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PlantStudio Kurtz-Fernhout Software
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Meristem parameters

The parameters in the Meristems section determine how meristems work, and therefore how the plant branches and develops.

Axillary meristem and leaf arrangement

Plants are often classified by how many leaves they have at each node -- one (alternate), two (opposite), or more than two (whorled). PlantStudio simulates the first two cases, which cover most plants. Which of these arrangements you choose determines how many axillary meristems are available for branching and for producing inflorescences, because axillary meristems form in the angles between leaf and stem (axils). So a plant with an opposite leaf arrangement has twice as many axillary meristems as a plant with an alternate leaf arrangement.

Meristem 3D object, scale, colors

These parameters determine how meristems appear on the plant. Normally you will not want to see meristems, so you will keep the
Meristems: Meristem 3D object scale at full size parameter set to zero. But if you want to see how the meristems work, or if you are making some plant on which little buds would look right, you can increase the scale.

Branching index, Apical dominance strength, Secondary branching

Branching in PlantStudio works in this way: Each day, each axillary meristem that is not already committed to reproductive growth ponders whether it might start a new branch. In making this decision the meristem takes three things into account.
gif/plantstudio00090000.gif First, the meristem considers the branching index for the whole plant, which runs from zero to one hundred. This gives the meristem a probabilistic limit to check -- if it draws a random number between zero and one hundred and the number falls below the branching index, the meristem can create a branch.
gif/plantstudio00090000.gif Second, the meristem may lower the branching index it uses based on its proximity to an apical meristem. One of the ways plants control their shape is by apical dominance. In apical dominance the apical meristem at the end of the plant stem dominates the other meristems by sending out a substance that inhibits them from branching. (This is why garden books tell you to "top" plants you want to grow branches -- you are removing the apical meristem.) PlantStudio simulates apical dominance by reducing the probability of branching in meristems close to the stem apex. You can control where the apical dominance effect starts by setting the parameter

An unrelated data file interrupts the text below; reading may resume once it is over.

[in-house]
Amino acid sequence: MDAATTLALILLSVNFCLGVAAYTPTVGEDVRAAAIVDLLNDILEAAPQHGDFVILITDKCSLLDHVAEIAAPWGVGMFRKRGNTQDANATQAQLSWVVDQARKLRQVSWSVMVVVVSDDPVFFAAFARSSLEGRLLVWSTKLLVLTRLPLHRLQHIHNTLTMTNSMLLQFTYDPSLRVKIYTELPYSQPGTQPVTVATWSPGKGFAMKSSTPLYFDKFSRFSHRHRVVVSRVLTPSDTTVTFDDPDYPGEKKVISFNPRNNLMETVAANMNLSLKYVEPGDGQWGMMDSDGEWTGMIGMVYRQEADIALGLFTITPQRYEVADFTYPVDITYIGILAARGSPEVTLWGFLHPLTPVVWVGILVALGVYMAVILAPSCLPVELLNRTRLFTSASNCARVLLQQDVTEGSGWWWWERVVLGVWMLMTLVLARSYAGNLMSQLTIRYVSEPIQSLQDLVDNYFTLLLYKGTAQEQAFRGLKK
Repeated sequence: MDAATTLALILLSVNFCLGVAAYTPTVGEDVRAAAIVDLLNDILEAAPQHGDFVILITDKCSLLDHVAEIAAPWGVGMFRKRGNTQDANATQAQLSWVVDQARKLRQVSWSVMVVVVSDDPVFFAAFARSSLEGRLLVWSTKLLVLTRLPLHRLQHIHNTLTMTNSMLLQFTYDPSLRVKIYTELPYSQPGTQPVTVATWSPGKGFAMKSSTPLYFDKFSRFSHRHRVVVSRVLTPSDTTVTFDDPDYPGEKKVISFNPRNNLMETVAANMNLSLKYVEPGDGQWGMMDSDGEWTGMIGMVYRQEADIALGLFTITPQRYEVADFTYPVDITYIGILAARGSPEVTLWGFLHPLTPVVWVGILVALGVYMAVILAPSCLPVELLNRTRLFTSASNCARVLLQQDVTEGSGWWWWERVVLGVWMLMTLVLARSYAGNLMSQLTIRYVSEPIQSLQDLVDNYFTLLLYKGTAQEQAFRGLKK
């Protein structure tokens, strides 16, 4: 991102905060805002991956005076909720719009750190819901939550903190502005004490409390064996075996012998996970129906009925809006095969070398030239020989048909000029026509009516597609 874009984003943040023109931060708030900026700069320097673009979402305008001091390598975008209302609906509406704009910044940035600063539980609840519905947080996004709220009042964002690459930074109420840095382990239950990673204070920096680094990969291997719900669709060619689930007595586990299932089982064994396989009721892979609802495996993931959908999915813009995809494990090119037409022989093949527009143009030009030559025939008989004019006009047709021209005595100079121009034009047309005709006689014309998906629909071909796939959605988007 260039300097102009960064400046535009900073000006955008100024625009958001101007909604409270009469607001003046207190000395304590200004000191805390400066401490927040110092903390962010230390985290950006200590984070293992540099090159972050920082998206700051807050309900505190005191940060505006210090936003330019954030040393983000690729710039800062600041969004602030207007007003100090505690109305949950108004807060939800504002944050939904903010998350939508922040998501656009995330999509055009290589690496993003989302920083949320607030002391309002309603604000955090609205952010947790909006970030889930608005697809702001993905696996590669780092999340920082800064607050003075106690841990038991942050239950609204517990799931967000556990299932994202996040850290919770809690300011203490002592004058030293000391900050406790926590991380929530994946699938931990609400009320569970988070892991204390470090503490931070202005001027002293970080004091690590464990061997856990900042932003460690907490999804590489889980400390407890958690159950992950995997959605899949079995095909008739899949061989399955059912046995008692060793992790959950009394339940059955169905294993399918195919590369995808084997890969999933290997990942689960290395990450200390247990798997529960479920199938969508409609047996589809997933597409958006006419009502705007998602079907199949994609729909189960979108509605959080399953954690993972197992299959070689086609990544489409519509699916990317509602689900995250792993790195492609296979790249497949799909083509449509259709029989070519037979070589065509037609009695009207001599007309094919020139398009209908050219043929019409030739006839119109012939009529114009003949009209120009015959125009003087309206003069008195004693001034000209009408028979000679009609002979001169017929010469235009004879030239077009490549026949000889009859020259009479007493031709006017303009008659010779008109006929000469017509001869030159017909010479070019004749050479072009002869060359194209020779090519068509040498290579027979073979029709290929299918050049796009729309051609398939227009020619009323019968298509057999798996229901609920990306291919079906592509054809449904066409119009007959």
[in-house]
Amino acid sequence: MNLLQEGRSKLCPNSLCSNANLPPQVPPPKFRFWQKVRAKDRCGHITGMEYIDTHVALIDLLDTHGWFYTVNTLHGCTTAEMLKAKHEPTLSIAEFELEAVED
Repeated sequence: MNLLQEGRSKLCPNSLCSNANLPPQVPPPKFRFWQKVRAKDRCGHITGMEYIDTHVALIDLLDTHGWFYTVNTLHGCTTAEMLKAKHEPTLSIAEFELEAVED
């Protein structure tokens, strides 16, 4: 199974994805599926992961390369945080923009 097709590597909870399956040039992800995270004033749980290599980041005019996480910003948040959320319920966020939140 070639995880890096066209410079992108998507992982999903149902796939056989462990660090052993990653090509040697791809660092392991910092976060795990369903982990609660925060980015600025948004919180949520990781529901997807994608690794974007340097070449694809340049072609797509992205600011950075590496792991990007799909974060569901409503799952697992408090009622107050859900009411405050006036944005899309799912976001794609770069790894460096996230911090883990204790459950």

Meristems: Apical dominance strength (as node distance). For example, if a plant stem has five nodes and you set the apical dominance strength to 3.0, the first two nodes will branch normally but the last three (closest to the apical meristem) will face an increasing difficulty in branching.
gif/plantstudio00090000.gif Finally, the meristem may be prevented from branching if you have turned off secondary branching and it is not on the plant's main stem.

Usually you will want to keep the branching index at less than 30%, because above that percentage there can be so much branching that the plant takes a very long time to draw. You can also control the amount of branching by changing how many axillary meristems are available to contemplate branching. You can reduce the number of axillary meristems by choosing alternate leaf arrangement and by increasing the minimum days needed to create new internodes and leaves.

Sympodial branching

Most plants have monopodial branching, in which apical meristems extend stems and axillary meristems create new branches. In sympodial branching, each apical meristem dies off after it has made one internode, and one of the axillary meristems it created takes over the main stem. You can see this type of branching in tomato plants. To specify sympodial branching, just turn this parameter on.

monopodial branching
sympodial branching
Branching angle

The branching angle parameter determines what angle new branches make with the stems they developed out of. Because PlantStudio doesn't have a gravity model, setting this parameter to a large angle may mean that you get branches at impossible angles. So it is best to keep the angle below 90 degrees unless you have little branching or disallow secondary branching.

Probability each meristem will become reproductive when gets flowering signal

This parameter is also called the determinate probability. When determinate plants begin reproduction, they go all out and never grow vegetatively again. Indeterminate plants, on the other hand, still grow vegetatively though most of their resources go to reproduction. You may have seen this distinction among tomato varieties: bush varieties tend to be determinate (they grow, then flower, then die), while vine varieties are usually indeterminate (they grow, then flower and grow, then flower and grow some more, and they may be kept alive and growing for a long time in a controlled environment). PlantStudio simulates that difference here using a determinate probability, which is the probability that any one meristem will switch over to reproduction when the plant enters its reproductive phase. A determinate probability of one means that the plant makes no more vegetative parts. A determinate probability of zero means the plant will never flower. A determinate probability of 0.5 means that about half the meristems will switch over and half will keep growing vegetatively.

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Updated: March 10, 1999. Questions/comments on site to
Copyright © 1998, 1999 Paul D. Fernhout & Cynthia F. Kurtz.